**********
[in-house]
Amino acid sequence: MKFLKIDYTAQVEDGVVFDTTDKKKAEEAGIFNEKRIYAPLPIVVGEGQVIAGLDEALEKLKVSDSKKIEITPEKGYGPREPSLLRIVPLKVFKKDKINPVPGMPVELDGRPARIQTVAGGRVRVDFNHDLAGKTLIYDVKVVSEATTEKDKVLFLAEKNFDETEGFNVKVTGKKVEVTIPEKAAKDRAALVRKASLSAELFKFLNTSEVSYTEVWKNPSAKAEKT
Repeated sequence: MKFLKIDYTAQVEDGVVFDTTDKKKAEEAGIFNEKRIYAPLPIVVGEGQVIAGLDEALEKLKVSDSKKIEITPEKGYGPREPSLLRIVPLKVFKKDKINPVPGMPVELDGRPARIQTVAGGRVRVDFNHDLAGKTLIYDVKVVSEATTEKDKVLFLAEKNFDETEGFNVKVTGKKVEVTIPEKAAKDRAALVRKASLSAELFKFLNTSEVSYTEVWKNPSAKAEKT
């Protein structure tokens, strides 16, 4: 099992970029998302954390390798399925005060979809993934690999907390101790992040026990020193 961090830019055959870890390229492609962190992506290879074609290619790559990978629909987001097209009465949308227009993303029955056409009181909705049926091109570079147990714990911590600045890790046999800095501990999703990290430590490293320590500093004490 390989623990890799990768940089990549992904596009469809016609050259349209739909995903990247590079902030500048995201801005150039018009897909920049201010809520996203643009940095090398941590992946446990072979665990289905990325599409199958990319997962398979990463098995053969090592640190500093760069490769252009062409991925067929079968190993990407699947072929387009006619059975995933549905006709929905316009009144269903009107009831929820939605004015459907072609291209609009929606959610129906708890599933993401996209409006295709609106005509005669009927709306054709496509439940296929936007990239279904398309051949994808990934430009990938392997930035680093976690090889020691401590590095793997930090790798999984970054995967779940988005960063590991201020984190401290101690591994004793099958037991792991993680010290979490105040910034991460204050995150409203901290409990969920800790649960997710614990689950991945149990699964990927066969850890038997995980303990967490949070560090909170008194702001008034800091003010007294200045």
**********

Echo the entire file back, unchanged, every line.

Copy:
[in-house]
Amino acid sequence: MKFLKIDYTAQVEDGVVFDTTDKKKAEEAGIFNEKRIYAPLPIVVGEGQVIAGLDEALEKLKVSDSKKIEITPEKGYGPREPSLLRIVPLKVFKKDKINPVPGMPVELDGRPARIQTVAGGRVRVDFNHDLAGKTLIYDVKVVSEATTEKDKVLFLAEKNFDETEGFNVKVTGKKVEVTIPEKAAKDRAALVRKASLSAELFKFLNTSEVSYTEVWKNPSAKAEKT
Repeated sequence: MKFLKIDYTAQVEDGVVFDTTDKKKAEEAGIFNEKRIYAPLPIVVGEGQVIAGLDEALEKLKVSDSKKIEITPEKGYGPREPSLLRIVPLKVFKKDKINPVPGMPVELDGRPARIQTVAGGRVRVDFNHDLAGKTLIYDVKVVSEATTEKDKVLFLAEKNFDETEGFNVKVTGKKVEVTIPEKAAKDRAALVRKASLSAELFKFLNTSEVSYTEVWKNPSAKAEKT
């Protein structure tokens, strides 16, 4: 099992970029998302954390390798399925005060979809993934690999907390101790992040026990020193 961090830019055959870890390229492609962190992506290879074609290619790559990978629909987001097209009465949308227009993303029955056409009181909705049926091109570079147990714990911590600045890790046999800095501990999703990290430590490293320590500093004490 390989623990890799990768940089990549992904596009469809016609050259349209739909995903990247590079902030500048995201801005150039018009897909920049201010809520996203643009940095090398941590992946446990072979665990289905990325599409199958990319997962398979990463098995053969090592640190500093760069490769252009062409991925067929079968190993990407699947072929387009006619059975995933549905006709929905316009009144269903009107009831929820939605004015459907072609291209609009929606959610129906708890599933993401996209409006295709609106005509005669009927709306054709496509439940296929936007990239279904398309051949994808990934430009990938392997930035680093976690090889020691401590590095793997930090790798999984970054995967779940988005960063590991201020984190401290101690591994004793099958037991792991993680010290979490105040910034991460204050995150409203901290409990969920800790649960997710614990689950991945149990699964990927066969850890038997995980303990967490949070560090909170008194702001008034800091003010007294200045």